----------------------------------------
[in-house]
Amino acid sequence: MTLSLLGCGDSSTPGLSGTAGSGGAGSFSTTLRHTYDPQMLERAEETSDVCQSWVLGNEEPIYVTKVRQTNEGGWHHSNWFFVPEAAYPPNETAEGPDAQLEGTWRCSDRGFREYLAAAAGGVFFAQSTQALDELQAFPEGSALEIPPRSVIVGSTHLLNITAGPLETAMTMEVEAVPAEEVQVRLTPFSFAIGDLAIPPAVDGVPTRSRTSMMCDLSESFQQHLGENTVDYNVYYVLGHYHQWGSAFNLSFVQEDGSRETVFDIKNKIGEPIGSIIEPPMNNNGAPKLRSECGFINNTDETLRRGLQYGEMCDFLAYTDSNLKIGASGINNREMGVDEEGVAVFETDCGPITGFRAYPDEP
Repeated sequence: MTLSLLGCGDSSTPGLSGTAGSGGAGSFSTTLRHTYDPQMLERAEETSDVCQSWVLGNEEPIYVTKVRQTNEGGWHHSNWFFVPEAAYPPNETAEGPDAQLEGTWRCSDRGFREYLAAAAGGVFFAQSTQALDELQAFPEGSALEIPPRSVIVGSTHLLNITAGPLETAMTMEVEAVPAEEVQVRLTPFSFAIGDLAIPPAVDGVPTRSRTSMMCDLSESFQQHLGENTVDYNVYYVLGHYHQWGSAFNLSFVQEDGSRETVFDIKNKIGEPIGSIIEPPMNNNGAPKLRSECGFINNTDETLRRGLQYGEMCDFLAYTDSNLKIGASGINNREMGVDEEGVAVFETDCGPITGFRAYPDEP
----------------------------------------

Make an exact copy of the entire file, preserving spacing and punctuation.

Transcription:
[in-house]
Amino acid sequence: MTLSLLGCGDSSTPGLSGTAGSGGAGSFSTTLRHTYDPQMLERAEETSDVCQSWVLGNEEPIYVTKVRQTNEGGWHHSNWFFVPEAAYPPNETAEGPDAQLEGTWRCSDRGFREYLAAAAGGVFFAQSTQALDELQAFPEGSALEIPPRSVIVGSTHLLNITAGPLETAMTMEVEAVPAEEVQVRLTPFSFAIGDLAIPPAVDGVPTRSRTSMMCDLSESFQQHLGENTVDYNVYYVLGHYHQWGSAFNLSFVQEDGSRETVFDIKNKIGEPIGSIIEPPMNNNGAPKLRSECGFINNTDETLRRGLQYGEMCDFLAYTDSNLKIGASGINNREMGVDEEGVAVFETDCGPITGFRAYPDEP
Repeated sequence: MTLSLLGCGDSSTPGLSGTAGSGGAGSFSTTLRHTYDPQMLERAEETSDVCQSWVLGNEEPIYVTKVRQTNEGGWHHSNWFFVPEAAYPPNETAEGPDAQLEGTWRCSDRGFREYLAAAAGGVFFAQSTQALDELQAFPEGSALEIPPRSVIVGSTHLLNITAGPLETAMTMEVEAVPAEEVQVRLTPFSFAIGDLAIPPAVDGVPTRSRTSMMCDLSESFQQHLGENTVDYNVYYVLGHYHQWGSAFNLSFVQEDGSRETVFDIKNKIGEPIGSIIEPPMNNNGAPKLRSECGFINNTDETLRRGLQYGEMCDFLAYTDSNLKIGASGINNREMGVDEEGVAVFETDCGPITGFRAYPDEP